Save for Jimenez, every starter on the Orioles’ staff has a sub-4.00 ERA. Wei Yin Chen has quietly won 12 games, Chris Tillman has recovered from a tough start to go 8-5 with a 3.78 ERA in a team leading 143 innings pitched and Bud Norris has won 9 games with a 3.68 ERA and a best-in-the rotation 1.26 WHIP.

Miguel Gonzalez, who is always the name that is floated for bullpen duty (and a name that was floated in trade rumors) is 6-6 with a 3.80 ERA. He’s given up 20 home runs in 113.2 innings and he has a 1.40 WHIP and a .270 batting average against. You can make a case that of the five starters that are active right now, his performance has been the worst of the bunch, but he has still pitched better than Jimenez.

It’s also worth noting that Gonzalez just had a 1.82 ERA in July, and rebounded from a rough start last week by holding the Blue Jays to 1 run over 6 innings last night.

The concept of a six man rotation has been floated, but doing that can disturb the entire rotation. Pitchers are creatures of habit. Do the Orioles really want to rock the boat and risk throwing Gausman, Norris, Chen or Tillman out of whack? That’s to say nothing of the adjustment that would then have to be made should the Orioles get to the postseason and the fact that they would still likely have to push a reliever down to AAA to carry an extra starter.

Sending one of these starters to the bullpen also complicates things. People speak about the bullpen as if it is some kind of limitless receptacle for misfit toys, but the Orioles have one of the best bullpens in the game and that’s due, in large part, to the careful way that Buck Showalter has managed it and the way that it has been constructed.

Jul 24, 2014; Seattle, WA, USA; Baltimore Orioles manager Buck Showalter (26) greets third baseman Ryan Flaherty (3) after Flaherty scored a run against the Seattle Mariners during the third inning at Safeco Field. Mandatory Credit: Joe Nicholson-USA TODAY Sports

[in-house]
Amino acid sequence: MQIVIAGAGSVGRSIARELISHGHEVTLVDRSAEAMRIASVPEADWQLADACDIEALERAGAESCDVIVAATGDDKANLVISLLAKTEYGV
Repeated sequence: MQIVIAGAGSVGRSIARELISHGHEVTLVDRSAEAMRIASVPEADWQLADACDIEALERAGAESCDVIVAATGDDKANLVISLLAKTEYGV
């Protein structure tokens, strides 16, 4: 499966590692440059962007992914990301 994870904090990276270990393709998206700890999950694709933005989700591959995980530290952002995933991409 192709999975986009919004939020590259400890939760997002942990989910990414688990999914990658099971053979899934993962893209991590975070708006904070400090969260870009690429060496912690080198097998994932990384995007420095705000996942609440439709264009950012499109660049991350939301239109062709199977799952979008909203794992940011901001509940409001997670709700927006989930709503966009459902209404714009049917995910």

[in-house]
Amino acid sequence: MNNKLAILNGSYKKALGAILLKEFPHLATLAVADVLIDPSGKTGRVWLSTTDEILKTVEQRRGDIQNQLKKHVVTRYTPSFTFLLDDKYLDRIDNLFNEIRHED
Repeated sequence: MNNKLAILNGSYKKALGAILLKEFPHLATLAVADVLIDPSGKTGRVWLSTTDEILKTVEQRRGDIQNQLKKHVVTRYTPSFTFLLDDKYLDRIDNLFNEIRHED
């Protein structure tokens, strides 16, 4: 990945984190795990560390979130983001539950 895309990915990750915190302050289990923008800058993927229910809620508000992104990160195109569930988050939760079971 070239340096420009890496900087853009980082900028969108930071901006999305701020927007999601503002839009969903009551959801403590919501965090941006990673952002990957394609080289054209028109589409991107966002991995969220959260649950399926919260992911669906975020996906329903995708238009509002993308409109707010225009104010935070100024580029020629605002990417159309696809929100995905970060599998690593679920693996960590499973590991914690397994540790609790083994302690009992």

Brad Brach and T.J. McFarland have become reliable multi-inning relievers, the newly acquired Andrew Miller is a lefty who can punish both lefties and righties equally, has a nearly sub 1.00 ERA, Tommy Hunter is a solid middle man and Brian Matusz is the lefty specialist. Zach Britton? He has quietly become one of the best closers in the league after assuming the role from Hunter early this season. Who gets bumped should Gonzalez get pushed to the bullpen? Which subtraction will hurt the least?

The easiest answer seems to be Brach or McFarland. Both have options and Gonzalez (who has some bullpen experience in the minors and a tendency to see his abysmal K/9 rate jump a bit when relegated to a relief role) would surely fill the long man role. Trouble is, Brach and McFarland have been two of Showalter’s most durable options.

O’Day, Britton and Miller are obviously untouchable, so what about Hunter and Matusz? Hunter has probably been the worst part of a tremendous bullpen, but he’s still been really good and while Matusz is one of four lefties in the pen right now, he’s been spectacular of late and neither he nor Hunter have minor league options and they won’t get through waivers.

As is the case with the rotation, there are no easy demotion candidates in the bullpen either, and the Orioles likely don’t want to harm their bench by cutting it down by one to accommodate an extra pitcher.

One could, I suppose, say that having a 25 man roster with little dead weight represents another “good problem to have”, but as the Orioles weigh their options (which should include sending Gonzalez to AAA to acclimate to a bullpen role until rosters expand in September), one imagines that they aren’t saying that behind closed doors as they try to figure out how to add Ubaldo Jimenez back to the club in as minimally destructive a way as possible.